Campbell, Walter, b .1890, in Glasgow; K.'s tutor, 1922-1931, an amiable gentleman with a mellow and rich mind; dead shot and champion skater; now in Iran; 130.

Charles II, Charles Xavier Vseslav, last King of Zembla, surnamed The Beloved, b .1915, reigned 1936-1958; his crest, 1; his studies and his reign, 12; fearful fate of predecessors, 62; his supporters, 70; parents, 71; bedroom, 80; escape from palace, 130; and across the mountains, 149; engagement to Disa recalled, 275; parenthetical passage through Paris, 286; and through Switzerland, 408: visit to Villa Disa, 433; night in mountains recalled, 597, 662; his Russian blood, and Crown Jewels (q. v. by all means), 681; his arrival in the, U. S. A., 691; letter to Disa stolen, 741; and quoted, 768; his portrait discussed, 894; his presence in library, 949; identity almost revealed, 991: Solus Rex, 1000. See also Kinbote.

Conmal, Duke of Aros, 1855-1955, K. 's uncle, the eldest half-brother of Queen Blenda (q. v.); noble paraphrast, 12; his version of Timon of Athens, 39, 130; his life and work, 962.

Crown Jewels, 130, 681; see Hiding Place.

Disa, Duchess of Payn, of Great Payn and Mone; my lovely, pale, melancholy Queen, haunting my dreams, and haunted by dreams of me, b .1928; her album and favorite trees, 49; married 1949, 80; her letters on ethereal paper with a watermark I cannot make out, her image torturing me in my sleep, 433.

Embla, a small old town with a wooden church surrounded by sphagnum bogs at the saddest, loneliest, northmost point of the misty peninsula, 149, 433.

Emblem, meaning "blooming" in Zemblan; a beautiful bay with bluish and black, curiously striped rocks and a luxurious growth of heather on its gentle slopes, in the southmost part of W. Zembla, 433.

Falkberg, a pink cone, 71; snowhooded, 149.

Flatman, Thomas, 1637-88, English poet, scholar and miniaturist, not known to old fraud, 894.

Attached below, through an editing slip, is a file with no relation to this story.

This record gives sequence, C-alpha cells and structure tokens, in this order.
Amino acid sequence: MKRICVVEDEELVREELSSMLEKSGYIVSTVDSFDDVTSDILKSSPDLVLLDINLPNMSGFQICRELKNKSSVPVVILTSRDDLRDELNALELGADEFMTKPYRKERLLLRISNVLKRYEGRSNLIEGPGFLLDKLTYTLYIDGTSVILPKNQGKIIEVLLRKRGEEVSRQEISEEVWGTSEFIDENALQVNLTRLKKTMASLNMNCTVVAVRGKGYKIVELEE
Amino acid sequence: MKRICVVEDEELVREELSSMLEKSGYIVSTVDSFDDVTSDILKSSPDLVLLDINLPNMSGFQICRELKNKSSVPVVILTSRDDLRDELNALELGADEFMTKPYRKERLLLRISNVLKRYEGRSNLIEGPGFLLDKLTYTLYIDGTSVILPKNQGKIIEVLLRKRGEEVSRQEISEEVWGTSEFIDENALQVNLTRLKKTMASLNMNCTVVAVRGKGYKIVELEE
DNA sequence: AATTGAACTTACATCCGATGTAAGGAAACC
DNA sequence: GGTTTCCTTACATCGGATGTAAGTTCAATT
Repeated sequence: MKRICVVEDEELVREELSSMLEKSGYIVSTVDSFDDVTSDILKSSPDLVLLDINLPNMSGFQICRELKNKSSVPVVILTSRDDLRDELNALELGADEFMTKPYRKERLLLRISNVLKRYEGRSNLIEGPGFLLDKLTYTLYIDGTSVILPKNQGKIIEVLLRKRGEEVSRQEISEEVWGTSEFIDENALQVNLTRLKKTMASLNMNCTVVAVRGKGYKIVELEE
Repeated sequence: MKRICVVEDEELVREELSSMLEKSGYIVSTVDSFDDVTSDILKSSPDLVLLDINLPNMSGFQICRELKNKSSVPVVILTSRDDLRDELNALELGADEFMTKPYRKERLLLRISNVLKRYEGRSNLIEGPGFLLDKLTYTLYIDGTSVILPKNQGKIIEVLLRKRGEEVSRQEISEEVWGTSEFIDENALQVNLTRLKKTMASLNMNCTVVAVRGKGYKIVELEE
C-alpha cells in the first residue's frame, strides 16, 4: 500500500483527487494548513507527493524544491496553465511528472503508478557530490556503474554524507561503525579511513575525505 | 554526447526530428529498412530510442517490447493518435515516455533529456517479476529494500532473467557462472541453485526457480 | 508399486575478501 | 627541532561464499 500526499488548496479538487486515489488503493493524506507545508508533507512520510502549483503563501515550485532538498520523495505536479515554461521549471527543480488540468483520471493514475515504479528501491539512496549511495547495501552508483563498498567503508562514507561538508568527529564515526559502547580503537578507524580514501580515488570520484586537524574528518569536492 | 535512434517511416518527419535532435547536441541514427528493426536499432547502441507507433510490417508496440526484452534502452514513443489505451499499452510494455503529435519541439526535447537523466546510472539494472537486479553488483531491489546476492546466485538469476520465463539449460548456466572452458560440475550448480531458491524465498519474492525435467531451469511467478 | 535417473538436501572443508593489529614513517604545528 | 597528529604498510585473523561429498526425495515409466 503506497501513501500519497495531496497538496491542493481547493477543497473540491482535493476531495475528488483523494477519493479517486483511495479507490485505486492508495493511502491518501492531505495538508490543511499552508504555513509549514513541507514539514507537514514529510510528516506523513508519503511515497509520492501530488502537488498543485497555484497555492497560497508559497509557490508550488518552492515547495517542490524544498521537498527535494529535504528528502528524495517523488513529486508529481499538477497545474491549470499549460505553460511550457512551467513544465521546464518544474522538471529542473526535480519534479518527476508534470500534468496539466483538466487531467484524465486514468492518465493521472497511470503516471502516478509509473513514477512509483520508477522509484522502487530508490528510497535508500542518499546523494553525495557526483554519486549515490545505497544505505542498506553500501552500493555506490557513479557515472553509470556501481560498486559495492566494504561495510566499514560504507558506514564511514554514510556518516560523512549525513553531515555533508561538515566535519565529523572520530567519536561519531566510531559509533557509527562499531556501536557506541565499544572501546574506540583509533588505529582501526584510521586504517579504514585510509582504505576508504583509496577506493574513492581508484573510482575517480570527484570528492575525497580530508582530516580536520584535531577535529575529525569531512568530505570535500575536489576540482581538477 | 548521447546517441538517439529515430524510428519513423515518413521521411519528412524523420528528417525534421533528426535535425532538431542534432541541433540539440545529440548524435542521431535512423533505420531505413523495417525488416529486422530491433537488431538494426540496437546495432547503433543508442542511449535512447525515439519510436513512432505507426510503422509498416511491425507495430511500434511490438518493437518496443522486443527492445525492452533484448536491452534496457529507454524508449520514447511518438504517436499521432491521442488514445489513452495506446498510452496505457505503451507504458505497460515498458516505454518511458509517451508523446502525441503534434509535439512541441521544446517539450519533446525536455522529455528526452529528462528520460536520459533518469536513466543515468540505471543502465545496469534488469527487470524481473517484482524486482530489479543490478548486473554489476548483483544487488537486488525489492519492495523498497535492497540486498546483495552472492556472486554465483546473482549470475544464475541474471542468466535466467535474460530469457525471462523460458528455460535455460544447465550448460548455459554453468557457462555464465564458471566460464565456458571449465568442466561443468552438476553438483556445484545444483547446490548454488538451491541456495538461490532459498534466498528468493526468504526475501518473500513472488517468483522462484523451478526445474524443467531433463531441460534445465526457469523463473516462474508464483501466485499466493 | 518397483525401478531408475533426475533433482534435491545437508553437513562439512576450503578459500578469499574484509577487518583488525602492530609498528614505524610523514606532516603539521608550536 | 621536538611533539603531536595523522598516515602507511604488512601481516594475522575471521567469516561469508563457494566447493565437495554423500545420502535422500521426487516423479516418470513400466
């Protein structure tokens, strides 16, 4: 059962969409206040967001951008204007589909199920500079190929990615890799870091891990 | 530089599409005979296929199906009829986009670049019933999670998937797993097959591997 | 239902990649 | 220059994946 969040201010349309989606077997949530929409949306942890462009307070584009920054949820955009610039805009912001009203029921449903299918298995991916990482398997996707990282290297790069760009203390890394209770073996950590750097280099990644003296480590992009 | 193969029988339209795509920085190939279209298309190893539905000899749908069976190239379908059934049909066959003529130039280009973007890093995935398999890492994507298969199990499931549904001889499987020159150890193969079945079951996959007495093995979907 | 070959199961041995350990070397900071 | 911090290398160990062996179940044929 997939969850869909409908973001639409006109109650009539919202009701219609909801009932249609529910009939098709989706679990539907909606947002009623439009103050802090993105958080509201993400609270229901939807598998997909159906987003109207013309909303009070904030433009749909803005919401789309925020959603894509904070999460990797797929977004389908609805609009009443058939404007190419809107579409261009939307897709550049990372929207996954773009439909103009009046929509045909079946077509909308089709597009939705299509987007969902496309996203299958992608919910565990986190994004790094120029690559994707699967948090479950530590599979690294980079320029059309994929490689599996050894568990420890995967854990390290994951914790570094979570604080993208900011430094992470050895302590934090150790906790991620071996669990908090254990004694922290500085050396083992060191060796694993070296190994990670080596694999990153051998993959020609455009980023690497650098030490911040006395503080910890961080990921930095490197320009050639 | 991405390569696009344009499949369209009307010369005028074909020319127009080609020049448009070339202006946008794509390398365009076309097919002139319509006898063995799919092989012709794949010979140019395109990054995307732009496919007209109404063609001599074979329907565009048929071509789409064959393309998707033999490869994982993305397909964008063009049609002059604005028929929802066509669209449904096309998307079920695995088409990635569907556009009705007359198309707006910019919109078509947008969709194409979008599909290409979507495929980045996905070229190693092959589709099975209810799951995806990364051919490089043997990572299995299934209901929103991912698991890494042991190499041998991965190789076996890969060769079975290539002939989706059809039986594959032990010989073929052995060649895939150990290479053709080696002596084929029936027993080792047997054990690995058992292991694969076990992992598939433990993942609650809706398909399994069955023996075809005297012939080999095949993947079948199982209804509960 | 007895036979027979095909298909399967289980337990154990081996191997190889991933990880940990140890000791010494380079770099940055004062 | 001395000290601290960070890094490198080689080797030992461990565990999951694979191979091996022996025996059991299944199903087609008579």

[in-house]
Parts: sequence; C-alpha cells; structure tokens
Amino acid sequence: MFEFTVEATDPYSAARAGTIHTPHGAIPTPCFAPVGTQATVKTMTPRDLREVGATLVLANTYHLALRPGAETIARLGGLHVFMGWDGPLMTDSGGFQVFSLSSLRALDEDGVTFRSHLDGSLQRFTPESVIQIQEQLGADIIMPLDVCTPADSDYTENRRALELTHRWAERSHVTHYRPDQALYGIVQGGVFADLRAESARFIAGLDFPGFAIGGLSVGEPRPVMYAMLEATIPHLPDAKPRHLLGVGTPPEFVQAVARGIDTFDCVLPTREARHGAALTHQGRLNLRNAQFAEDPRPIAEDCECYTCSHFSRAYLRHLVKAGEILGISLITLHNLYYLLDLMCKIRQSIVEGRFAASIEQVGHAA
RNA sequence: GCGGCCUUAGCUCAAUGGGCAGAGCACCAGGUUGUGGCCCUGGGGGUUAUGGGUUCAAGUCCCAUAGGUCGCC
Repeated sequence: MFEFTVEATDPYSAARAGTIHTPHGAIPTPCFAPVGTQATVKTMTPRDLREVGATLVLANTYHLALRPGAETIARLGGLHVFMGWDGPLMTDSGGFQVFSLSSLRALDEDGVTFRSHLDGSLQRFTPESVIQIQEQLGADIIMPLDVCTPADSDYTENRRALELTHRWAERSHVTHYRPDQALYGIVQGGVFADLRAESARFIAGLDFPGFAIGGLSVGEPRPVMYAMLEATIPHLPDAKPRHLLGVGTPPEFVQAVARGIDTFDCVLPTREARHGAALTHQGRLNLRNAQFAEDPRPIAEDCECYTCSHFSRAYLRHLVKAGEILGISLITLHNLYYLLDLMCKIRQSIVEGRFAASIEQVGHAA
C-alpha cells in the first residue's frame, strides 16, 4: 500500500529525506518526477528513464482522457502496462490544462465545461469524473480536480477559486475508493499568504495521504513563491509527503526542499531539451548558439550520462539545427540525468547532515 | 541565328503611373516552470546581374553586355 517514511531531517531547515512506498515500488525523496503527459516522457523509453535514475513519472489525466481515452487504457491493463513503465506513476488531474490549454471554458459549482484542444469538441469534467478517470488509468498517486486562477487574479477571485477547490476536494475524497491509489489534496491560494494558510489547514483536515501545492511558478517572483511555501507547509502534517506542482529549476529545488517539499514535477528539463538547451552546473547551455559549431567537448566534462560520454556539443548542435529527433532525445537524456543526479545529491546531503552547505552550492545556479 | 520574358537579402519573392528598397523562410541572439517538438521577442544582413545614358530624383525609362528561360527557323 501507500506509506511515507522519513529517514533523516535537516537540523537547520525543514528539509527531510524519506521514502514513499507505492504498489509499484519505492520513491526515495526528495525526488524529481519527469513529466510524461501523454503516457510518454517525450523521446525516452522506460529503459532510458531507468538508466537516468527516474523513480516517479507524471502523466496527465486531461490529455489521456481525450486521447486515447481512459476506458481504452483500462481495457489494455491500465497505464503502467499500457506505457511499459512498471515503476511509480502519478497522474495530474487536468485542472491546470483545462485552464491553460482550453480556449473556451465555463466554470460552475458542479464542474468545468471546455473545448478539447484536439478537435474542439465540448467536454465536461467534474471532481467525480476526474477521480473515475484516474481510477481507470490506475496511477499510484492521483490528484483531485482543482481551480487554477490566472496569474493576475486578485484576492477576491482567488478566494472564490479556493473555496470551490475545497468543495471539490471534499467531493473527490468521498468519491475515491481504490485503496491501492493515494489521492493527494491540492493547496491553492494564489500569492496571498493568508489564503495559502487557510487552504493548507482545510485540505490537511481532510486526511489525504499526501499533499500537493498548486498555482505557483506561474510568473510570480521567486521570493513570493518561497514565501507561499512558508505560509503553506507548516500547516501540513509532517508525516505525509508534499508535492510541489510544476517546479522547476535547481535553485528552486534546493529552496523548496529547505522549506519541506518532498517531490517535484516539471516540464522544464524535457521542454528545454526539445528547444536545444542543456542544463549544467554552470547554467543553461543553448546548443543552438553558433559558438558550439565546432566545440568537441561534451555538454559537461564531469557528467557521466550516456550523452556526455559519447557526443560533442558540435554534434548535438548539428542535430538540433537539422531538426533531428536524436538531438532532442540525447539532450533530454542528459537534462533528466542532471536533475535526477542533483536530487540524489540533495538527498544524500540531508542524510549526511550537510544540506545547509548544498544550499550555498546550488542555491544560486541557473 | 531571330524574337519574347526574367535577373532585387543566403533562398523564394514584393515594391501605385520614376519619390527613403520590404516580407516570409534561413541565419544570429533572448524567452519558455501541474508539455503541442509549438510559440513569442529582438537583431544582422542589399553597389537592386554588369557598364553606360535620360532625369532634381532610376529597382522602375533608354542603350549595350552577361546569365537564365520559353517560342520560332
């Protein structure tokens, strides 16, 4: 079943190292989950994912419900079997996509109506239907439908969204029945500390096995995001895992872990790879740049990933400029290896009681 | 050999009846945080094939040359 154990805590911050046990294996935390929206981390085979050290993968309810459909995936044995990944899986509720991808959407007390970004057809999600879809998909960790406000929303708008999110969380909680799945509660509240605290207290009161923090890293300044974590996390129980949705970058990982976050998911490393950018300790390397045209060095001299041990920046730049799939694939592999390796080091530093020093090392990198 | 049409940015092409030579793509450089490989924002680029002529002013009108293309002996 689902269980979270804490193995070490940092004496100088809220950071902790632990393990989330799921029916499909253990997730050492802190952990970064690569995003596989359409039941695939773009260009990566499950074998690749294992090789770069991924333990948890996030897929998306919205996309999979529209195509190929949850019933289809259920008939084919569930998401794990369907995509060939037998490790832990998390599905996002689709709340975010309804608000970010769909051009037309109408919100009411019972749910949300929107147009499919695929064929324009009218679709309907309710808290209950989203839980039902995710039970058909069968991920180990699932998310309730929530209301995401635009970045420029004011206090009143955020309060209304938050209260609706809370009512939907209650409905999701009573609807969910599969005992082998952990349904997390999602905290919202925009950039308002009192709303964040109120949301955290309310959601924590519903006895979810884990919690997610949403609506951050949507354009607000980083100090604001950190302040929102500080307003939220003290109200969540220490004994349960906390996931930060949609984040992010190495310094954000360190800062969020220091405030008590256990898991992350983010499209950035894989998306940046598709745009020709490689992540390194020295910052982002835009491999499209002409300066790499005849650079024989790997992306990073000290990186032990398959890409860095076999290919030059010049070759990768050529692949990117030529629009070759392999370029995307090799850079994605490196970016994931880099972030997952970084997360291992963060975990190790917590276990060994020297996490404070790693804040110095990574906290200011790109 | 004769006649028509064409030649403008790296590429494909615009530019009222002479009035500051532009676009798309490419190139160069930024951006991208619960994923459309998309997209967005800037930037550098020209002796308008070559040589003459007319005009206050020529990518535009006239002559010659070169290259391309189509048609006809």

Fleur, Countess de Fyler, an elegant lady-in-waiting, 71, 80; 433.

G, see Gradus.

Garh, a farmer's daughter, 149, 433. Also a rosy-cheeked goose-boy found in a country lane, north of Troth, in 1936, only now distinctly recalled by the writer.

Glitterntin, Mt., a splendid mountain in the Bera Range (q. v.); pity I may never climb it again, 149.

Gordon, see Krummholz.

Gradus, Jakob, 1915-1959; alias Jack Degree, de Grey, d'Argus, Vinogradus, Leningradus, etc.; a Jack of small trades and a killer, 12, 17; lynching the wrong people, 80; his approach synchronized with S 's work on the poem, 120, 131; his election and past tribulations, 171; the first lap of his journey, Onhava to Copenhagen, 181, 209; to Paris, and meeting with Oswin Bretwit, 286; to Geneva, and talk with little Gordon at Joe Lavender's place near Lex, 408; calling headquarters from Geneva, 469; his name in a variant, and his wait in Geneva, 596; to Nice, and his wait there, 697; his meeting with Izumrudov in Nice and discovery of the King's address, 741; from Paris to New York, 873; in New York, 949 1; his morning in New York, his journey to New Wye, to the campus, to Dulwich Rd., 949 2; the crowning blunder, 1000.

Griff, old mountain farmer and Zemblan patriot, 149.

Grindelwood, a fine town in E. Zembla, 71, 149.

Hiding place, potaynik (q. v.)

Hodinski, Russian adventurer, d .1800, also known as Hodyna, 681; resided in Zembla 1778-1800; author of a celebrated pastiche and lover of Princess (later Queen) Yaruga (q. v.), mother of Igor II, grandmother of Thurgus (q. v.).

Igor II, reigned 1800-1845, a wise and benevolent king, son of Queen Yaruga (q. v.) and father of Thurgus III (q. v.); a very private section of the picture gallery in the Palace, accessible, only to the reigning monarch, but easily broken into through Bower P by an inquisitive pubescent, contained the statues of Igor's four hundred favorite catamites, in pink marble, with inset glass eyes and various touched up details, an outstanding exhibition of verisimilitude and bad art, later presented by K. to an Asiatic potentate.

K, see Charles II and Kinbote.

Kalixhaven, a colorful seaport on the western coast, a few miles north of Blawick (q. v.), 171; many pleasant memories.